The indicator covering cervical cancer screening as presented in Figure 4 follows the 2003 Council Recommendation on cancer screening. It concerns the population of women aged 20 to 69 having been screened for cervical cancer within the previous three years (or according to the specific screening frequency recommended in each country). Some of the data presented are administrative data from cervical cancer screening programmes although a majority of the data presented are from surveys: these are shown separately for reasons of comparability. Data are available for 26 EU Member States (although the latest period varies by EU Member State, see Figure 4 for more details).
There are nine EU Member States for which programme-based data are presented. Among these, cervical cancer screening rates ranged from highs of 71.5 % in Slovenia (2012 data) and 77.5 % in the United Kingdom, down to less than half of the female population in Lithuania and Italy (latest information is for 2009), a quarter of the female population in Latvia (2012 data) and less than one tenth (8.6 %) of the female population in Bulgaria (also 2012 data).
A similar analysis among those EU Member States with survey data for 2014 reveals that cervical cancer screening rates were higher than 70.0 % in Portugal, France and Austria (2012 data) as well as in Finland and Sweden. At the other end of the range, rates were below 50.0 % in the Czech Republic (33.3 %), Romania (25.9 %; 2012 data) and Slovakia (23.2 %; 2015 data).
A small set of data exists to allow an analysis of developments between two different years (see Figure 4 for more details). Among the eight EU Member States for which data are available, there was often a relatively small change in the proportion of women aged 20-69 who had been screened for cervical cancer. However, in Germany and Slovakia (both 2007-2015), there was a sizeable reduction in the share of women being screened, down 22.8 and 38.8 percentage points respectively.
Figures 5 and 6 present data from the EHIS. The first of these shows an analysis of screening rates for cervical smear tests among the female population aged 20-69. In 2014, some 14.1 % of the female population in the EU-28 reported that they had never had a smear test. There were 11 EU Member States where the proportion of women that had never had such an examination was 10 % or lower, while just over a quarter of the female population in Estonia had never had a smear test, a share that climbed to 31.7 % in Bulgaria and peaked at 62.1 % in Romania; note that there was an even higher share in Turkey (68.5 %).
Women having completed at most lower secondary education were least likely to have had a recent cervical smear test
Across the EU-28, the proportion of women aged 20-69 having had a cervical smear test in the previous three years was lowest (59.9 %) among those women having completed at most a lower secondary level of education, climbing to more than three quarters (78.8 %) of the female population with a tertiary level of education. This pattern was repeated in each of the EU Member States, with the lowest screening rates consistently recorded among those with no more than a lower secondary education. Generally, the highest proportions of women having had a cervical smear test within the previous three years were recorded for women with a tertiary education; Malta was the only exception, with a higher screening rate among women with at most upper secondary and post-secondary non-tertiary education.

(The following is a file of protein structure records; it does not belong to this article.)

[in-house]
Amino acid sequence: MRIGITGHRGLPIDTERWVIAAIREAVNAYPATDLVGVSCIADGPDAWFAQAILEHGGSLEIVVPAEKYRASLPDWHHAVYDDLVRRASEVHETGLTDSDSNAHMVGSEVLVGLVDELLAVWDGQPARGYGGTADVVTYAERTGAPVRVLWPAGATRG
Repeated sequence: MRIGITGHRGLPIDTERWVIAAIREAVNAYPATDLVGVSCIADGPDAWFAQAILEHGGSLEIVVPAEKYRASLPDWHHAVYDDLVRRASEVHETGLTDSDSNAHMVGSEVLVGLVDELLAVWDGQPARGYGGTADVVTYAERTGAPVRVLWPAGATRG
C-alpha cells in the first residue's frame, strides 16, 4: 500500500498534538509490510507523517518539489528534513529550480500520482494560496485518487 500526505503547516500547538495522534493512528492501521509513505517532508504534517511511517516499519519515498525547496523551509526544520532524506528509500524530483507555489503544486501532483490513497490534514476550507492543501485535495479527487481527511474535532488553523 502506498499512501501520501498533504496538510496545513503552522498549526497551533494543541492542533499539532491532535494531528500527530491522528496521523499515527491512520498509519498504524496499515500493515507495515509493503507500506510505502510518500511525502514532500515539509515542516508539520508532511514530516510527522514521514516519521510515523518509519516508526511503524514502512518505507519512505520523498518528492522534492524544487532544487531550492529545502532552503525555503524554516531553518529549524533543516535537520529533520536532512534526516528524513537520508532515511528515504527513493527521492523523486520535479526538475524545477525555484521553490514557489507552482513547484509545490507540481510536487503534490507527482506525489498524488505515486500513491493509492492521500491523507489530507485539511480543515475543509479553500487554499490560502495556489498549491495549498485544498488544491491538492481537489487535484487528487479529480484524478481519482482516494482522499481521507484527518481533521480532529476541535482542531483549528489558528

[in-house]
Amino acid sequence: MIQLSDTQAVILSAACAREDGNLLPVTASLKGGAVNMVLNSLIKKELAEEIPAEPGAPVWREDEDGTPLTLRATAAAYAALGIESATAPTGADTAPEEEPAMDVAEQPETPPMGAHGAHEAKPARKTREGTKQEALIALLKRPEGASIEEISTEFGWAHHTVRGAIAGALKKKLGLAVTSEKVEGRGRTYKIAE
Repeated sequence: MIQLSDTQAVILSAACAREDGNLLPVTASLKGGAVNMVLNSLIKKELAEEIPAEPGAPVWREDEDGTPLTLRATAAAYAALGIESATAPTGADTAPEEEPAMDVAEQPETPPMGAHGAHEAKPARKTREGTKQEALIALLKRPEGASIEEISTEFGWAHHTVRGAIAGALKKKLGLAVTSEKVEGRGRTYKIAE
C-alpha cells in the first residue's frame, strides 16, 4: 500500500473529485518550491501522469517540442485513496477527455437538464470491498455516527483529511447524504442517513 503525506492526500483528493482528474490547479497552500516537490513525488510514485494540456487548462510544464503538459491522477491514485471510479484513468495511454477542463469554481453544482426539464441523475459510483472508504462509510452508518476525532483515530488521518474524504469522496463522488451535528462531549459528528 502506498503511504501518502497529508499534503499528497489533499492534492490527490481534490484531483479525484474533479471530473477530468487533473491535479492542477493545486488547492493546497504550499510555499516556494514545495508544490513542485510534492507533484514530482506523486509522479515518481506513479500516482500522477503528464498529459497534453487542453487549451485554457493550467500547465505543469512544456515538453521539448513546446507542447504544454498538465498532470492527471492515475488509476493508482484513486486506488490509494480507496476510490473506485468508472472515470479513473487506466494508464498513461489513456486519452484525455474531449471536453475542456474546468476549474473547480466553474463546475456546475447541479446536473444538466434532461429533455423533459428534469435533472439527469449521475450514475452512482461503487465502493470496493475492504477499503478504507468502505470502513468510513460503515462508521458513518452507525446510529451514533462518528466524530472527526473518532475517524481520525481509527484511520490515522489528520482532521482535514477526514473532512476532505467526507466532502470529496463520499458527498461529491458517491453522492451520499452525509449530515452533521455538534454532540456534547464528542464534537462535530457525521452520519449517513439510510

Colorectal cancer screening
In most EU Member States the majority of the population aged 50-74 had not been screened for colorectal cancer
The indicator covering colorectal screening presented in Figure 7 follows the 2003 Council Recommendation on cancer screening. The data presented come from the second wave of EHIS when respondents were asked when they had most recently been screened for colorectal cancer. Overall, the rates were much lower than those reported for breast or cervical cancer screening, partly due to the fact that national colorectal screening plans were established only at the beginning of the 2000s, whereas breast cancer screening plans started in 1963 and cervical cancer screening plans in the 1980s.
Across the EU-28, some 53.2 % of the population aged 50-74 had never been screened for colorectal cancer (at the time of the survey conducted in 2014). Germany and Austria had by far the highest proportion of their respective populations aged 50 to 74 years having been screened for colorectal cancer, around four fifths in both cases. Apart from these two Member States, a majority of respondents in Slovenia, the Czech Republic, France and Latvia also reported that they had been screened for colorectal cancer. However, there were 22 EU Member States where a majority of respondents reported that they had never been screened, with this share peaking at over 90.0 % in Bulgaria, Cyprus and Romania.
In a large majority of the EU Member States, more than half of the people who had actually been screened reported that this screening took place within the previous two years; this share peaked in France at 85 %. By contrast, there were six Member States where less than half of all people aged 50-74 who had been screened reported that their most recent screening had taken place within the previous two years — Greece, Latvia, Finland, Estonia, Poland and Hungary (which recorded the lowest share at 32.4 %).